It should be borne in mind, that it was no stroke of luck that the Quraysh had become the custodians of the Baitullaah. It was not just by chance that they had come from somewhere and settled in its whereabouts, and later became its custodians; in fact it was the Prophet Abraham (pbuh) who had purposefully established the abode of his children in the vicinity of Baitullaah to achieve a certain mission associated with it. He had made a special invocation to the Almighty to bless them with peace and sustenance, whose mention is coming up. In other words, the Quraysh are being reminded of their past that they had been settled here for a special purpose. They must fulfil this covenant with all sincerity, otherwise they would be doomed not only in this world but in the Hereafter as well. We quote from the Qur’ān:

"And remember when Abraham prayed: O Lord! make this land one of peace and security. Preserve me and my sons from worshipping idols. Lord, they have led many men astray. Those then who follow my [ways] are of me but for those who disobey me, You are surely forgiving and merciful. O our Lord! I have settled some of my offspring in a barren valley near Your sacred House that they may establish regular prayers, so incline some people's hearts towards them and provide them with fruits in order that they may be thankful." (14:13-37)

It is evident from these verses, as mentioned earlier, that Abraham had settled his children near Baitullaah with a special purpose for which it itself was built. He had prayed to the Almighty to bless them with peace and sustenance and make them a people towards whom everyone would turn in all the affairs of life. The Almighty accepted this prayer and the Quraysh remained the beneficiaries of these favours in every period. The Quraysh are being reminded of this very association with the Baitullaah. It would be gross ingratitude on their part to relish all the material benefits from this association but become indifferent to its rights and obligations. The House was built to worship the One and Alone God and prevent people from worshipping idols, and it was preicsely for this reason Abraham had established the abode if his children in a barren stretch of land. Instead of fulfilling this purpose they have stuffed it with all kinds of idols who reign supreme in it, in place of the Creator of the heavens and the earth.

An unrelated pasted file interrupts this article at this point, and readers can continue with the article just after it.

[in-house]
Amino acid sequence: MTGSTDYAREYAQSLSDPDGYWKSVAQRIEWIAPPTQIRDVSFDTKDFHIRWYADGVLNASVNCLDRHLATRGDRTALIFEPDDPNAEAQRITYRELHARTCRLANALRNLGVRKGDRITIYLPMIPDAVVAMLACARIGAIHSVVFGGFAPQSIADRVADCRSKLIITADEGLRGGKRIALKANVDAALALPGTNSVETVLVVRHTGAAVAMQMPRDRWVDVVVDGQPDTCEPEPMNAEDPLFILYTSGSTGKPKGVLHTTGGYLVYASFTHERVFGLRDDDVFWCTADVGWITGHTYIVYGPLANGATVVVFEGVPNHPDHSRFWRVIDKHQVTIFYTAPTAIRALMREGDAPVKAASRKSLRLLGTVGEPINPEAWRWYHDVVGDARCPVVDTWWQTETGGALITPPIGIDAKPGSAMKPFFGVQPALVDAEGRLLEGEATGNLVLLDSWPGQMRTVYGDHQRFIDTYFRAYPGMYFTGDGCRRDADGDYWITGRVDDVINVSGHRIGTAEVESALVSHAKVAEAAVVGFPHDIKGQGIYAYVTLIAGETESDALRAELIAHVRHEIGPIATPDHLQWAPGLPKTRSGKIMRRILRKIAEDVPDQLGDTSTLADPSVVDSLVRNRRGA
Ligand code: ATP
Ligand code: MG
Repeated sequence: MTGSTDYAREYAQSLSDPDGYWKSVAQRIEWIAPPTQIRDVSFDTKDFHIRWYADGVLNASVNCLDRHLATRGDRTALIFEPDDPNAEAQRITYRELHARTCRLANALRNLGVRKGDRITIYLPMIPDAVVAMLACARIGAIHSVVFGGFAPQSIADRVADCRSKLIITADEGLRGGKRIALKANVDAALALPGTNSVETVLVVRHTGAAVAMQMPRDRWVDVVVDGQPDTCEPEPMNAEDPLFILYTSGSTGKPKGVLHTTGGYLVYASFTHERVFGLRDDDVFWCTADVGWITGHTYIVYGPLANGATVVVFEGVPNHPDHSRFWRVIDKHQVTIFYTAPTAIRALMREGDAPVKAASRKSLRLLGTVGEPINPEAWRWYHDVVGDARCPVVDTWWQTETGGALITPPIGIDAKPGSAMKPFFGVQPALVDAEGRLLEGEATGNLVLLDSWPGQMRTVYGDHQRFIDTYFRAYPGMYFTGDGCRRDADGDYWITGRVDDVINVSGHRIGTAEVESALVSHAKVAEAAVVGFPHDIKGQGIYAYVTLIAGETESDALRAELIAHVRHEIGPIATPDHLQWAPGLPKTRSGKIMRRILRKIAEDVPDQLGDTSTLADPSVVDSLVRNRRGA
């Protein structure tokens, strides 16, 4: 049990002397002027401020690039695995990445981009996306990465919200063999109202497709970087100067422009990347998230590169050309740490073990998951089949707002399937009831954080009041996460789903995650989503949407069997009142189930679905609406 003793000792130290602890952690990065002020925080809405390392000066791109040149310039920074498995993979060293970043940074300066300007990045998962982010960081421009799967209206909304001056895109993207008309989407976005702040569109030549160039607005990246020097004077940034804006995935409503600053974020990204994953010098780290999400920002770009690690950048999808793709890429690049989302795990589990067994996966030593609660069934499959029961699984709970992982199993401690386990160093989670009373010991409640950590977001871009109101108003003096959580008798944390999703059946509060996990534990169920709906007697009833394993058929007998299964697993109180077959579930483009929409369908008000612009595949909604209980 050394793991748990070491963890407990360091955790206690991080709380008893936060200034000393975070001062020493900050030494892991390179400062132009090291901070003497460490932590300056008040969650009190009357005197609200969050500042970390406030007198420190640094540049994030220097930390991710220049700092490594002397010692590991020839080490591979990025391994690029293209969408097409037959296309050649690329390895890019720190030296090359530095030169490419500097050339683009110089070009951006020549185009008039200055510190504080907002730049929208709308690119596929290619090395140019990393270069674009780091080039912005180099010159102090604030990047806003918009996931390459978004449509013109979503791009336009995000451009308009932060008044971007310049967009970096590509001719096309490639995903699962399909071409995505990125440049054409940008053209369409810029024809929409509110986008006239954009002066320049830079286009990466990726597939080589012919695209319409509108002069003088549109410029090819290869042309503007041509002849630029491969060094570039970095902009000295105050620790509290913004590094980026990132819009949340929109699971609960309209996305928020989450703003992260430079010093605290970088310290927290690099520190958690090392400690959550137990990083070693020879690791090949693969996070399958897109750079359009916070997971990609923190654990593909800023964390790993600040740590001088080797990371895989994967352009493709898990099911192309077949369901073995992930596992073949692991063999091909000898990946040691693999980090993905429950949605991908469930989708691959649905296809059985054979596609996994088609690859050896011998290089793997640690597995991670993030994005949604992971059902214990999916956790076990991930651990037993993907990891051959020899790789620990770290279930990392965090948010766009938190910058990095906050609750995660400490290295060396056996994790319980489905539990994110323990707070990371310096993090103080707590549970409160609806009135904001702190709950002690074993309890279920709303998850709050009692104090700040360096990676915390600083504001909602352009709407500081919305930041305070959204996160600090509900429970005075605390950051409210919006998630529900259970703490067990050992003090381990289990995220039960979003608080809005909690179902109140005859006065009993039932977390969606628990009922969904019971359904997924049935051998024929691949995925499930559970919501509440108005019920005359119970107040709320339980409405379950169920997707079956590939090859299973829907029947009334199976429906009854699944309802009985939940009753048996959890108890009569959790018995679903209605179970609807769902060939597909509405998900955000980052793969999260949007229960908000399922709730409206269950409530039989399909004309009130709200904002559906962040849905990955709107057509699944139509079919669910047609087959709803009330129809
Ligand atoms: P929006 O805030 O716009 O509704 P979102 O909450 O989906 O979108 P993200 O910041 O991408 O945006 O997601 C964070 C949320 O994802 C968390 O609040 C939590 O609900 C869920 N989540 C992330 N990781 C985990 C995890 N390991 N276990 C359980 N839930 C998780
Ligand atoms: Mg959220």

Falya`bu doo rabba haazal bait. Allazee at`amahum min joo`. Wa 'aamanahum min khauf.

(Hence, they should worship the Lord of this House who feeds them because of hunger and provides them with peace in fear.) (3-4)

The verse states the rights of the blessings of peace and sustenance bestowed on the Quraysh by the Almighty. They should be grateful to Him and worship Him with all sincerity. It should be kept in mind, that inspite of being implicated in horrible forms of polytheism, they had never disassociated themselves with the concept of a God in their religious beliefs. Not for a moment did they consider any of the idols placed in the Baitullaah as its real Lord. Even a cursory glance at Abdul Mutalib's prayer1 at the time Abraha attacked the Baitullaah shows the essence of Tauheed overflowing in it; there is not the slightest indication of invoking help from any other deity, save the real Lord of the House. In fact, the Quraysh only regarded the idols a means to procure the nearness of God---whom they always considered their real Creator and Sustainer, and there never ever came a change in this stance.

Allazee at`amahum min joo`. Wa 'Aamanahum min khauf:

In this verse min is that of causation (sababiah) and the words joo` and khauf have special connotations. By joo` is meant the specific condition of an area which arises due to a scarcity of edibles, and by khauf is meant the state of an area which arises due to a lack of security and a constant danger to life and wealth. Both these words have been used in these meanings in other places of the Qur’ān as well:

"We shall test you with something of fear and famine, with loss of life, wealth and crops." [2:155]

Haram, (the land around the Baitullaah) before the advent of Abraham had always remained scarce in food resources and was also in a constant state of strife and unrest. It was because of the Baitullaah that the Almighty blessed the area with peace and ample sources of sustenance. At many instances these favours have been recounted in the Qur’ān:

"Have We not established for them a secure sanctuary towards which all kinds of produce are being drawn." [ 28:57]

"Have they not seen that We have made a sanctuary secure while people are being snatched away from all around them." [29:67]

This sūrah is another instance where the same subject has been brought up. Both peace and sustenance are special blessings of the Almighty. Instead of showing conceit and vanity upon their bestowal, the Quraysh are being admonished to be grateful to the Almighty and remain aware that this gratitude entails His worship, not revolt and disobedience.

[Translated from Islahi's "Tadabbur-i-Qur’ān"]





1. O Lord! a man protects his family, so You protect your people. Their Cross and their strength should never overpower You. If you want to leave our qiblah [Baitullaah] at their mercy, then do as you please.